Freddi Gowdy and Charles Burrell (photo from Colorado Music Hall of Fame)

From Chris Daniels on Facebook, 10/05/20: A moment to celebrate. Happy 100th Birthday to the “Jackie Robinson” of symphony orchestras -the incredible Charles Burrell. He was the first black musician to break the color barrier for symphony orchestras (Denver Symphony Orchestra in 1949) and later with the San Francisco Symphony Orchestra – and he’s one of the “stars” of the Jazz era in Five-Points playing with all the greats from Ella to Bird and Dizzy when they came through town. Here he is with fellow Hall of Fame inductee Freddi Gowdy who plays with the Kings and was with the Freddi Henchi Band for all those incredible years. Happy Birthday Charlie! Big hugs CD

Teri Rasmusson: Charles Burrell is a wonderful fellow. I have heard him sit in with players at times. One time we all played a tune together with a drummer and trio at the Mercury Cafe. Charles had his bass near by so he joined in. Very nice chats over the years about his symphony days. We compared notes . Happy Birthday!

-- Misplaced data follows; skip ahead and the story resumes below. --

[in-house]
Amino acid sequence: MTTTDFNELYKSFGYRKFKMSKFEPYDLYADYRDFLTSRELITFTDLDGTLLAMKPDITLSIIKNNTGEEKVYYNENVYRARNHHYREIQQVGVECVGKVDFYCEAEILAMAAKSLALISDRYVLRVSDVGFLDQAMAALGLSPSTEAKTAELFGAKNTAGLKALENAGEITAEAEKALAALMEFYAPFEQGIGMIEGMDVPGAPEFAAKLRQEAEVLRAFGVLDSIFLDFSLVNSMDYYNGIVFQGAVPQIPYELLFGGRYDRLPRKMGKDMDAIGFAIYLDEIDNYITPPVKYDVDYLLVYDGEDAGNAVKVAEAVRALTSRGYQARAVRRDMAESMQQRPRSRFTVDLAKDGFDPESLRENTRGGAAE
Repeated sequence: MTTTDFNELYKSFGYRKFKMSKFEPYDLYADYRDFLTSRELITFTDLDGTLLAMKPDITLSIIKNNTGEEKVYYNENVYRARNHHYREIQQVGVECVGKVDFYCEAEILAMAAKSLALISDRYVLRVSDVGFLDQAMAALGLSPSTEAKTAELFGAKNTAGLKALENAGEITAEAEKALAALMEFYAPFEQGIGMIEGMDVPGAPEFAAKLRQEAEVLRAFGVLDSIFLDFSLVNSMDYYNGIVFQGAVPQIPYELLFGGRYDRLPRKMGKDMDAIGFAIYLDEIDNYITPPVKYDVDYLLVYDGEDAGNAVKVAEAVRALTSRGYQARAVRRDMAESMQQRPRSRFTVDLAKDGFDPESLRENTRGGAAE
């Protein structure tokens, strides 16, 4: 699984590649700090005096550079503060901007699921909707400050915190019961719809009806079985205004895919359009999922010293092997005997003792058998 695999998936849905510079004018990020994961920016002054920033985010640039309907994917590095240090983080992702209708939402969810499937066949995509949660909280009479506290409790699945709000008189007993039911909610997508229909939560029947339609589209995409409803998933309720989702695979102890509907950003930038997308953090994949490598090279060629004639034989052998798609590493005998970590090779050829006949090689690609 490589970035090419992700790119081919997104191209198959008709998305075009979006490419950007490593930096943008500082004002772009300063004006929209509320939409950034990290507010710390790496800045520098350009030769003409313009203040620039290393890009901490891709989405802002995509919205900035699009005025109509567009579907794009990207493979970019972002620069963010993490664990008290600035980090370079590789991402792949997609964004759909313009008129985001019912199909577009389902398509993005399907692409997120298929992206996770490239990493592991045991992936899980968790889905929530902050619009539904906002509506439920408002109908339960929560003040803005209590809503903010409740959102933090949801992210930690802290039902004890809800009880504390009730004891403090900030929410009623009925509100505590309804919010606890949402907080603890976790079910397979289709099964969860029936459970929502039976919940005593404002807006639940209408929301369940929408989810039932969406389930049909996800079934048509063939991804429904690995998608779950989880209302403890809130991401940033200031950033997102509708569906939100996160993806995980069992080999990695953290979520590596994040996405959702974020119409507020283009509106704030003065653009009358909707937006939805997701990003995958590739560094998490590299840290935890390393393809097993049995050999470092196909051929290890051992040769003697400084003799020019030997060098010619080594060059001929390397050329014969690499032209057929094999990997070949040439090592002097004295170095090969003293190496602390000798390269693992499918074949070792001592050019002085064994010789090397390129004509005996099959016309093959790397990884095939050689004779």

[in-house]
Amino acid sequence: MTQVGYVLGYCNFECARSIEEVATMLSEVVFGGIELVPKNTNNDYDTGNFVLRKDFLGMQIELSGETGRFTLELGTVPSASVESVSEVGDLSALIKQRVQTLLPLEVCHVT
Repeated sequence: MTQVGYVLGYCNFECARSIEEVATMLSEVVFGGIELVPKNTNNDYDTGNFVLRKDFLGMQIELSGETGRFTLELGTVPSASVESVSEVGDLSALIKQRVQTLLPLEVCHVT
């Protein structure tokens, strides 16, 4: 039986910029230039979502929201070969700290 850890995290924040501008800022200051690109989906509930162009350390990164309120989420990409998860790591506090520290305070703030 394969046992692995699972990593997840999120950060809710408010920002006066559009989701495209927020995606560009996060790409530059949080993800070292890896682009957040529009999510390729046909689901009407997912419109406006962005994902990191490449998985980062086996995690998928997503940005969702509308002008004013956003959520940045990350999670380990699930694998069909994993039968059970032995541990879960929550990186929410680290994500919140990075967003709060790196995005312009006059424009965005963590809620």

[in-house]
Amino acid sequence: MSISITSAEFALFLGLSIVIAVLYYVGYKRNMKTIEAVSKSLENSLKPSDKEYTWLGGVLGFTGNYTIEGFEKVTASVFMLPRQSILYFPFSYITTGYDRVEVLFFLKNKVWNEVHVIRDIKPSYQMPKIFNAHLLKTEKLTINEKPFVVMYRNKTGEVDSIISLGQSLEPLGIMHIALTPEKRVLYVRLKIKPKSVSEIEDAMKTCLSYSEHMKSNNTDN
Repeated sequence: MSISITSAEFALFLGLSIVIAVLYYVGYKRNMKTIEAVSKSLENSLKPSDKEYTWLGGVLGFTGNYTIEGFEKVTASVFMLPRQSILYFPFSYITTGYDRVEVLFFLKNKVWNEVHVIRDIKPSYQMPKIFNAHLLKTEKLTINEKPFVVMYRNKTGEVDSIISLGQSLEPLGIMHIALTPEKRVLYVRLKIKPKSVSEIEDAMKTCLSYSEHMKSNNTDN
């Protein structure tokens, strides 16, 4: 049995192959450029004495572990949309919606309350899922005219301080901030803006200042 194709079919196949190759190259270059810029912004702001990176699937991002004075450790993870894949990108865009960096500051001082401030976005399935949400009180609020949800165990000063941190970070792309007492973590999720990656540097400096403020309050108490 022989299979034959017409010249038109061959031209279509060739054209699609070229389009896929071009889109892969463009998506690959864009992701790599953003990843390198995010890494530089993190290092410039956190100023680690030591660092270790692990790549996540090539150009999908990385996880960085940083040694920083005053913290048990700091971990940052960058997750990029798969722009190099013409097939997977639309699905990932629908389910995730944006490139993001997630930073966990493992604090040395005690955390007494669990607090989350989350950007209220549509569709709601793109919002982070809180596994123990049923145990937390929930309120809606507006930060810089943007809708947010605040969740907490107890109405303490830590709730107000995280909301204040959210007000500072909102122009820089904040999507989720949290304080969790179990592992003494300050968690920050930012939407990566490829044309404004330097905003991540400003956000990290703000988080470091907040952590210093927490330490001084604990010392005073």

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It’s nice to hear nice news about nice people.

Yesterday, I visited Charlie Burrell on his 100th birthday. The centenarian became the first African American to play in a U.S. symphony when he took a job with the Denver Symphony in 1949.

He once told me it made him sick to take a break from practicing on his stand-up bass. But he said something hilariously unexpected when I asked what he’s listening to these days.

“Nothing,” he said. “I’ve had enough music in my lifetime. After 85 years of music, that was enough.”

~ Kevin (@kevinjbeaty)- Denverite


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